After eight years, Paladin tries to repay a convict for the lie he was told when he arrested him. "I promise you a fair trial" is what he said. The old man who turned that into a lie still ... See full summary »
After eight years, Paladin tries to repay a convict for the lie he was told when he arrested him. "I promise you a fair trial" is what he said. The old man who turned that into a lie still wants him dead even from the grave. So he sends five to avenge him - or was it only four? Written by
The second of two appearances of Peter Boone, Richard Boone's actual son, in Have Gun - Will Travel. These were his only two appearances ever in television or film. See more »
Some time come back.
Sometime perhaps. When the name and the face no longer evoke a sting of memory but only the knowledge that a pledge long broken has finally been healed.
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Considering Ben Johnson's standing among fans of Westerns, this is almost like a "guest star" episode. Of course, the series wisely avoided such embellishments, except for maybe this entry. And the gritty Johnson doesn't disappoint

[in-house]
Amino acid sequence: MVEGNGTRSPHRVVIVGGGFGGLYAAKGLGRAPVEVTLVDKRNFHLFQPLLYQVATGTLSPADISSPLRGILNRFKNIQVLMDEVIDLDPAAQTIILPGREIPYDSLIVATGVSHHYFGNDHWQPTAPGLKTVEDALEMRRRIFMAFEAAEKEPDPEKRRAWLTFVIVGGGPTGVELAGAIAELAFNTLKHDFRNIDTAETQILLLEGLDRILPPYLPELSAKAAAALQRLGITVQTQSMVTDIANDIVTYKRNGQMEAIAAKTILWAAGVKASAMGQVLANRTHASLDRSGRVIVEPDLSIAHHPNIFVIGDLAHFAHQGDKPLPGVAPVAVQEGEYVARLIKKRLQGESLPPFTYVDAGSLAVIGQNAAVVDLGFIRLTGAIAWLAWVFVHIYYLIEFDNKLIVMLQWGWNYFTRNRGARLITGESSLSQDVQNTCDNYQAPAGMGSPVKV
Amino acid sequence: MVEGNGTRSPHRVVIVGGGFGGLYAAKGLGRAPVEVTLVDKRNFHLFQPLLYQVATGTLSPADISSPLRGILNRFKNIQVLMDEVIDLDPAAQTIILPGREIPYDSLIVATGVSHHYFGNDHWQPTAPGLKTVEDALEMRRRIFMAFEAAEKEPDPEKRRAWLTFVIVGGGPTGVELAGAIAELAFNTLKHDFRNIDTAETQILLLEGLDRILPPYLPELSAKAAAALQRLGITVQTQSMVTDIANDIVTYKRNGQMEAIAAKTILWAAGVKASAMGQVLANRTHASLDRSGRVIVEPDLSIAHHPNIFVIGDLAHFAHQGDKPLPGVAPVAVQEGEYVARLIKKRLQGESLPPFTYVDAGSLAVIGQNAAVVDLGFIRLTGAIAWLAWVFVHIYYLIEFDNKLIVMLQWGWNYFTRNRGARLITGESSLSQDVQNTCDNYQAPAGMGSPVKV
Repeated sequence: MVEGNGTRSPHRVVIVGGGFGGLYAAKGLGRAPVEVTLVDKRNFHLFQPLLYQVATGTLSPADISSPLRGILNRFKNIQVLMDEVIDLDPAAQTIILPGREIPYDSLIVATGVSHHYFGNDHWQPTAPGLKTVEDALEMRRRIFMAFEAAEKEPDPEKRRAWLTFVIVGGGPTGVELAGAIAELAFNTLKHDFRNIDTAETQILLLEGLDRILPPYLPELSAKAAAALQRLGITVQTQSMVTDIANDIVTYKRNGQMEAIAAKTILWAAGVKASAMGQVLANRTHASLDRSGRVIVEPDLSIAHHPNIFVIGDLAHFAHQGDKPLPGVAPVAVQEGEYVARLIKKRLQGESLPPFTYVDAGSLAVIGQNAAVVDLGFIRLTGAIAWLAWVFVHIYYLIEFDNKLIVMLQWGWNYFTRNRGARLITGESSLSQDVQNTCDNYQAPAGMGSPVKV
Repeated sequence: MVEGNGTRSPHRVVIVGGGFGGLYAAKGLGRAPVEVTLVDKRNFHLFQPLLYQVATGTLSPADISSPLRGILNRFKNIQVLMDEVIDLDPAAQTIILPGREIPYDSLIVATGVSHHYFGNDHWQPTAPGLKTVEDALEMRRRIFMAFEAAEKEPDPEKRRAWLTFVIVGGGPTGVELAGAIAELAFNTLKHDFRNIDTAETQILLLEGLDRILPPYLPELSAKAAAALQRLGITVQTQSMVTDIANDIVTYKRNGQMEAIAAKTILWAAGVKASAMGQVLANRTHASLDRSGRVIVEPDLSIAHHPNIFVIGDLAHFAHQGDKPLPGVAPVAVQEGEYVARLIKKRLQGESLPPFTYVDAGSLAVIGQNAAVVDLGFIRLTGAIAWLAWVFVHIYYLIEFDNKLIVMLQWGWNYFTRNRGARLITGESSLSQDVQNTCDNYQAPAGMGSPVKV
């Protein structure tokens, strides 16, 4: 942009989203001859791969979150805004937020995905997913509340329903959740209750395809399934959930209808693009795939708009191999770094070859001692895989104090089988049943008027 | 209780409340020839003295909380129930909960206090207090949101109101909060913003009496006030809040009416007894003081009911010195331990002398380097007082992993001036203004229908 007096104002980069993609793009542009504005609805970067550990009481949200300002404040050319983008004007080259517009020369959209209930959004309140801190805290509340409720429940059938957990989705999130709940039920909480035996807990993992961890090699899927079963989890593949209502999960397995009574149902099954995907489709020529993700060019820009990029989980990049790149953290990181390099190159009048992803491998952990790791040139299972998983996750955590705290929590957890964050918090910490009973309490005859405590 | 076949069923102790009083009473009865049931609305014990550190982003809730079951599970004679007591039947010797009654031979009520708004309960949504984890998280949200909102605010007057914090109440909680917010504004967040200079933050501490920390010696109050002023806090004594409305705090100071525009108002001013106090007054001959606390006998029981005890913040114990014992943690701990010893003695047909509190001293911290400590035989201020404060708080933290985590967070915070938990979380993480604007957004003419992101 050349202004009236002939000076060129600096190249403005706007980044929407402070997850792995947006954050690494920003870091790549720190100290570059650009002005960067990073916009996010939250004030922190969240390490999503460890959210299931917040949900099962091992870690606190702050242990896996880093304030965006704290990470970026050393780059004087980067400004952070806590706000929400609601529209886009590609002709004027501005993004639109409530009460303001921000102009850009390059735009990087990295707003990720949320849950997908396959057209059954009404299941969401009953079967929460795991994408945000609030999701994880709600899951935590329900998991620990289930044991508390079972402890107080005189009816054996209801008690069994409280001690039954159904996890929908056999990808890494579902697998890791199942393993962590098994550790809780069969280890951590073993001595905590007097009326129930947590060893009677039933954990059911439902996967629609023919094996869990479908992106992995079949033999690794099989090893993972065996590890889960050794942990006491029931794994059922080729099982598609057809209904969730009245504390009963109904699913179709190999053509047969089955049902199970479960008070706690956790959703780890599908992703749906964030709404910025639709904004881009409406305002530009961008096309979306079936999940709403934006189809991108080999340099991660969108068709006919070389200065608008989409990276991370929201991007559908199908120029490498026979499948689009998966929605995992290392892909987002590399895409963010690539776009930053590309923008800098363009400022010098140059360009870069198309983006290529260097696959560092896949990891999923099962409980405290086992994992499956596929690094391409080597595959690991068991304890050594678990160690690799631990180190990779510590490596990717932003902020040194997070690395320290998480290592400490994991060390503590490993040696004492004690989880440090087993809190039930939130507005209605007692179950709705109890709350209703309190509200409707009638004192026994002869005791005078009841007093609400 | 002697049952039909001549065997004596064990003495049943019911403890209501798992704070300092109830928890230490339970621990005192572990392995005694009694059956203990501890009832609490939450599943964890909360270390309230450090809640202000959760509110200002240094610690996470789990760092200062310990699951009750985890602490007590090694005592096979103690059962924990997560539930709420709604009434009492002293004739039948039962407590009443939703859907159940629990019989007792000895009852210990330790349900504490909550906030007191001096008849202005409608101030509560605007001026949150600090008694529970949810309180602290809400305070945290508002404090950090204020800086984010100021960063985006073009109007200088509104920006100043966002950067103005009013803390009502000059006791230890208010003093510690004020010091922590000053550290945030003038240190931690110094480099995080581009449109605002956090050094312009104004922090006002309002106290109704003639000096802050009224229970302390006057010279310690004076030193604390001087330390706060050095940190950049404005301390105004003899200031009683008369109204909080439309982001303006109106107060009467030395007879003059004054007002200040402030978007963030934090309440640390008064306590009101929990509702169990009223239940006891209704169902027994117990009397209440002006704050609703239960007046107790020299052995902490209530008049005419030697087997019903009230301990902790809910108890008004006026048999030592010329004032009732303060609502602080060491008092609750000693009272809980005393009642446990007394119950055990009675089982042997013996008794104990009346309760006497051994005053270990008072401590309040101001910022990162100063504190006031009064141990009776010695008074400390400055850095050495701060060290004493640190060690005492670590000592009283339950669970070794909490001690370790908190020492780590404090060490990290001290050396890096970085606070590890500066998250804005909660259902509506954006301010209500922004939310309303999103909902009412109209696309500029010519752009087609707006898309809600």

It's a solid episode. You more or less have to fill in the plot as the story goes along. We know from the outset that Paladin owes a moral debt to Bartlett (Johnson), who's being released from prison. But the details aren't apparent. Turns out that a now deceased old man with a grudge has hired men to kill Bartlett. But the question is how many men did he hire.
Good premise, but the really effective part are the many imaginative touches. The bullets, of course, are oneone bullet for each man, maybe! However, I also like Paladin's unexpectedly kicking a clod instead of being sympathetic to Bartlett's fretting. Then there's Bartlett's plain-faced wife (Dells) who doesn't just stand around while the bullets are flying. Unusual touches like these help make this a good solid episode that doesn't disappoint.
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